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Its time to get a Christmas Tree, now how do you keep it looking fresh?

Caring for a live Christmas tree is easy, but requires a few specific steps. If you take these steps, you can make a Christmas tree last longer through the season.

Wrap the tree for the trip home

Most Christmas trees travel to their owner’s home on the top of a vehicle. The first step to keeping your Christmas tree fresh is to cover the tree as you go home in order to keep the wind from damaging it. We have you covered, we wrap all our trees in netting for their rides home.

 Recutting the stem on the Christmas tree

When caring for a live Christmas tree, remember a Christmas tree is essentially a giant cut flower. The vascular system that draws water up into the Christmas tree will have clogged. Cutting off just a ¼ inch of the bottom of the trunk will remove the clogs and open up the vascular system again. You can cut more off, if you need to for height reasons. We have you covered, we recut the bottoms of all our trees, including drilling holes for stands.

 Watering your Christmas tree

It is essential to know how to keep a Christmas tree fresh that once you cut the trunk, the cut has to stay moist. Make sure to fill the stand immediately after you get the tree home. But, if you forget, most trees will be ok if you fill the stand within 24 hours. But your Christmas tree will stay fresh longer if you fill it as soon as possible.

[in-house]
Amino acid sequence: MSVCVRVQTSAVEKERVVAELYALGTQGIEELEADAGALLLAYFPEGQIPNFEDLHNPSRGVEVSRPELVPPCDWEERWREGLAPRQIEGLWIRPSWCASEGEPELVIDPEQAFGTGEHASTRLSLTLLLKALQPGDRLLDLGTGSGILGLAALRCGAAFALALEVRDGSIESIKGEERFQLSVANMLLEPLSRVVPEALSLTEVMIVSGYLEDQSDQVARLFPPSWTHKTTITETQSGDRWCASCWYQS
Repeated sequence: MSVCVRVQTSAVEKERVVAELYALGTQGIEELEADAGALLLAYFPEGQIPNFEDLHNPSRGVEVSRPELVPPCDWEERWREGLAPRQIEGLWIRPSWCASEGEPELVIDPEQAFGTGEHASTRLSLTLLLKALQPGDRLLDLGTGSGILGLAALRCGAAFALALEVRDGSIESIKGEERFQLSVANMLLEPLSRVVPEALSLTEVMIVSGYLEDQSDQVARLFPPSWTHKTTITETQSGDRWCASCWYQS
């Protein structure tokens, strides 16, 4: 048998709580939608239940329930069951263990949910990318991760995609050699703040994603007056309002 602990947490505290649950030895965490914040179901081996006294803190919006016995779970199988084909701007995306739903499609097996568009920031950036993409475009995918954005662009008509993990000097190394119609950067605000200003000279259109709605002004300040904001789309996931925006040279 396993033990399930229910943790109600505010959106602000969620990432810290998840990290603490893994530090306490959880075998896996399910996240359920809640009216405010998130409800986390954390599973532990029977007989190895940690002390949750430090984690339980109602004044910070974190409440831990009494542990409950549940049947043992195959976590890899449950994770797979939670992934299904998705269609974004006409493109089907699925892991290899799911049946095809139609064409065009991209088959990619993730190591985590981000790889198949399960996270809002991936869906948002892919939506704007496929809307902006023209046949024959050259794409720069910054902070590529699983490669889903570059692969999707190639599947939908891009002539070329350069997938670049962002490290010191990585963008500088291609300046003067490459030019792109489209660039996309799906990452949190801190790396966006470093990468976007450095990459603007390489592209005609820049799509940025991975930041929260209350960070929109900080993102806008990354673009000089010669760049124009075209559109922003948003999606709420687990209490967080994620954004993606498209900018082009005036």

If you want to make a Christmas tree last longer, just use plain water. Studies have shown that plain water will work as well to keep a Christmas tree fresh as anything added to the water.

Check the Christmas tree stand twice a day as long as the tree is up. It is important that the stand stayed filled. A Christmas tree stand normally holds a rather small amount of water and a Christmas tree can quickly use up the water in the stand.

 Choose an appropriate location for your Christmas tree

Another important part of how to make a Christmas tree last longer is to choose a good location in your house. Place the tree away from heating vents or cold drafts. Constant heat or fluctuating temperatures can speed the drying out of a tree.

Also avoid placing the tree in direct, strong sunlight. The sunlight can also make the tree fade faster.

Best Bird Feed for Fall Feeding

Best Bird Feed for Fall Feeding

While many feeder birds will gravitate to a variety of food in the wild, once cool weather hits, those same birds will start looking for food that’s easy to get and packed with energy. That makes your bird feeders great for fall feeding — birds don’t have to scour the landscape to find it and you can control exactly what goes into it!

Select the right seed – The best for fall feeding are those that have a lot of protein and fat packed inside of each bite. With that in mind, sunflower seed, peanut hearts and safflower seed are the best option for most birds. For many species, especially finches, thistle seed is also a good option. If you opt to buy mixed seed, look for those with high percentages of sunflower seeds, nuts and safflower seeds inside.